park resources to the extent possible. Access would be maintained to 
existing front country areas, but roads might be modified or relocated 
for resource protection and/or to maintain vehicular access. Visitor 
education and interpretative faculties would be improved or developed 
to improve visitor opportunities. The preferred alternative also 
proposes three boundary adjustments, which includes a land exchange 
with the U.S. Forest Service and partnering with Washington Department 
of Natural Resources, and acquiring private land by willing seller 
only.
    Public Review and Comment: The Draft EIS/GMP is now available for 
public review. The document can be

[[Page 40150]]

found on the Internet on the NPS Planning, Environment and Public 
Comment (PEPC) System Web site at http://parkplanning.nps.gov/public. 
Paper and electronic copies on CD-ROM are also available by request. 
Interested persons and organizations can obtain a copy by writing to 
Olympic National Park, c/o William G. Laitner, Superintendent, 600 East 
Park Avenue, Port Angeles, WA 98362, by telephoning 360-565-3004, or by 
e-mail to olym_gmp@nps.gov. The document is also available to be 
picked up in person during normal business hours at the headquarters of 
Olympic National Park, 600 East Park Avenue, Port Angeles, WA 98362, 
and at the Olympic National Park and Olympic National Forest 
Information Station in Forks, WA. In addition, the document may be 
reviewed at branches of the North Olympic Library System, Timberland 
Regional Libraries, Jefferson County Libraries, and area college and 
university libraries.
    All written comments must be postmarked or transmitted not later 
than September 15, 2006. All comments will become part of the public 
record. Persons wishing to comment may do so by one of several ways. 
Responses are encouraged online using the electronic comment form at 
the NPS PEPC Web site (http://parkplanning.nps.gov). In addition, 
written comments can be mailed or faxed to Olympic National Park GMP, 
National Park Service, Denver Service Center, P.O. Box 25287, Denver, 
Colorado 80225 (fax: 303-969-2736). Comments may also be hand delivered 
during normal business hours to the headquarters of Olympic National 
Park at 600 East Park Avenue, Port Angeles, WA 98362 or may be 
transmitted to the park by e-mail to olym_gmp@nps.gov. In addition, 
oral and written comments may be offered at one of several public open 
houses to be conducted in August 2006. Confirmed details on dates, 
locations, and times for these open houses will be announced in local 
newspapers, on the park's Web site (http://www.nps.gov/olym), or may be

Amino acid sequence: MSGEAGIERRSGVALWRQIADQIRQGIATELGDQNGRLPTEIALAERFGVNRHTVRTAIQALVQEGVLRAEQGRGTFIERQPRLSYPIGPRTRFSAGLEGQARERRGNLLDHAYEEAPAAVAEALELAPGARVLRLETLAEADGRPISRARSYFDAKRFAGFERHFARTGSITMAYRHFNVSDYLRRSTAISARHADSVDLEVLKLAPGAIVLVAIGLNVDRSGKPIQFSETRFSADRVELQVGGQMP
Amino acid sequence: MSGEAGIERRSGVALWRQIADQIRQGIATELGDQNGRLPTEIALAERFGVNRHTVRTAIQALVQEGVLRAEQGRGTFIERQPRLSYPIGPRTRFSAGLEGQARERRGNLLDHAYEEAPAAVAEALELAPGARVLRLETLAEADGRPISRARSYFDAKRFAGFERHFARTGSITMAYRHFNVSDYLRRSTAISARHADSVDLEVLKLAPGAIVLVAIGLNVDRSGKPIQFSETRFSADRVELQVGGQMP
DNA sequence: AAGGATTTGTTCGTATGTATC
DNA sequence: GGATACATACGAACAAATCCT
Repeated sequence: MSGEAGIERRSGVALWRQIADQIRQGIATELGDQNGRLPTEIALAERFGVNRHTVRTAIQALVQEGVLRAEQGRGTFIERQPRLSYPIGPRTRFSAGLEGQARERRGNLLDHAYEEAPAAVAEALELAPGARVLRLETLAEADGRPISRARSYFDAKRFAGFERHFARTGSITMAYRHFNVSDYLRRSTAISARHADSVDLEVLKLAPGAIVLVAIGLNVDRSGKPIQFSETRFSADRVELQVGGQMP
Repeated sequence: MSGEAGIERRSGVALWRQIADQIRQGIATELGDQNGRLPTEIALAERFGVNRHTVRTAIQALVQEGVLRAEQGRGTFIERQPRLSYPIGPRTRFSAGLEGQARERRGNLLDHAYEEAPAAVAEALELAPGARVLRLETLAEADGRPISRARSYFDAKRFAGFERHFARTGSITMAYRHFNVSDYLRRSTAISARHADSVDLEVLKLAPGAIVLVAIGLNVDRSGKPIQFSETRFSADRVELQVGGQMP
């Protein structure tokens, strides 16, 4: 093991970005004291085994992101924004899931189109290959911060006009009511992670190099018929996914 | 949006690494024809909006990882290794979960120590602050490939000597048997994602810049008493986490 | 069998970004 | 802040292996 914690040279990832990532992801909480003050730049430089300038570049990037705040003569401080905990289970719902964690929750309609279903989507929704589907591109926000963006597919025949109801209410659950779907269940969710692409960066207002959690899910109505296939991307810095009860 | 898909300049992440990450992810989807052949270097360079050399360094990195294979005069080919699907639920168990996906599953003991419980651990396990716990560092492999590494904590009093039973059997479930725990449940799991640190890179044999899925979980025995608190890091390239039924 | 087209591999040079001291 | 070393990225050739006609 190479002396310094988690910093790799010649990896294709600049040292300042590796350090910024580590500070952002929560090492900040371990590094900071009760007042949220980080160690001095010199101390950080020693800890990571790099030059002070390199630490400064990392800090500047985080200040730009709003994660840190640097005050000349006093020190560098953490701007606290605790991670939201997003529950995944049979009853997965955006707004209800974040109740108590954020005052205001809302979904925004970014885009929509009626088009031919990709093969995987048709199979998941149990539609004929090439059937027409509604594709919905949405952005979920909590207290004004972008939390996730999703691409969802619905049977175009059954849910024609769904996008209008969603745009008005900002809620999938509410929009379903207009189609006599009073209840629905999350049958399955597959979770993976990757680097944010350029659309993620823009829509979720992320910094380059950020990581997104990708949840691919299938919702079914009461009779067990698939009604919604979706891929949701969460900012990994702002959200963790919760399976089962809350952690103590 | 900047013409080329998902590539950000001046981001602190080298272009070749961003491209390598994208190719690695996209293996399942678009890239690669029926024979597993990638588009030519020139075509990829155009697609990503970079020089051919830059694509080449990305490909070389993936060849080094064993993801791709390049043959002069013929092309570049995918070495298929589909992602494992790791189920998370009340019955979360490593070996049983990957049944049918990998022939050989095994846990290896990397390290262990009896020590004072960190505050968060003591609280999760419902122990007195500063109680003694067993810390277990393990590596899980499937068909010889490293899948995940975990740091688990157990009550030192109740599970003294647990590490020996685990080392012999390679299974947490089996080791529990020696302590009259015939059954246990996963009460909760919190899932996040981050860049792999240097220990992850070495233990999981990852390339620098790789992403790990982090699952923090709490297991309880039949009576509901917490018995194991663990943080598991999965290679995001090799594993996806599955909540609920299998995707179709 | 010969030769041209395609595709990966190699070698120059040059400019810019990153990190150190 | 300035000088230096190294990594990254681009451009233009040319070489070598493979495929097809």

obtained by telephone at (360) 565-3130.
    Regardless of how written comments are submitted, please note that 
names and addresses of all respondents will become part of the public 
record. It is the practice of the NPS to make all comments, including 
names and addresses of respondents who provide that information, 
available for public review following the conclusion of the NEPA 
process. Individuals may request that the NPS withhold their name and/
or address from public disclosure. If you wish to do so, you must state 
this prominently at the beginning of your letter or written response. 
For those commentators who wish to use the PEPC Web site, such a 
request can be made by checking the box ``keep my contact information 
private''. NPS will honor all such requests to the extent allowable by 
law, but you should be aware that NPS may still be required to disclose 
your name and address pursuant to the Freedom of Information Act.
    Decision Process: Following the release of the Draft EIS/GMP, all 
public and agency comments received will be carefully considered in 
preparing the final document. The final plan and EIS is anticipated to 
be completed during winter 2006-07 and its availability will be 
similarly announced in the Federal Register and via local and regional 
press media. Not sooner than 30 days following the release of the Final 
EIS/GMP a Record of Decision would be prepared.
    Completion of the Final EIS/GMP does not guarantee funds and staff 
for implementing the approved plan. The NPS recognizes that this is 
along-term plan, and, in the framework of the plan, park managers would 
take incremental steps to reach park management goals and objectives. 
While some of the actions can be accomplished with little or no 
funding, some actions would require more detailed implementation plans, 
site specific environmental analysis and/or cultural compliance, and 
additional funds. The park would actively seek alternative sources of 
funding, but there is no guarantee that all the components of the plan 
would be implemented.
    As a delegated EIS, the official responsible for the final decision 
is the Regional Director, Pacific West Region; subsequently the 
official with responsibility for implementing the approved plan would 
be the Superintendent, Olympic National Park.

    Dated: April 11, 2006.
Cicely A. Muldoon,
Acting Regional Director, Pacific West Region.

    Editorial Note: This document was received at the Office of the 
Federal Register on July 11, 2006.
[FR Doc. 06-6224 Filed 7-13-06; 8:45 am]
BILLING CODE 4312-KJ-M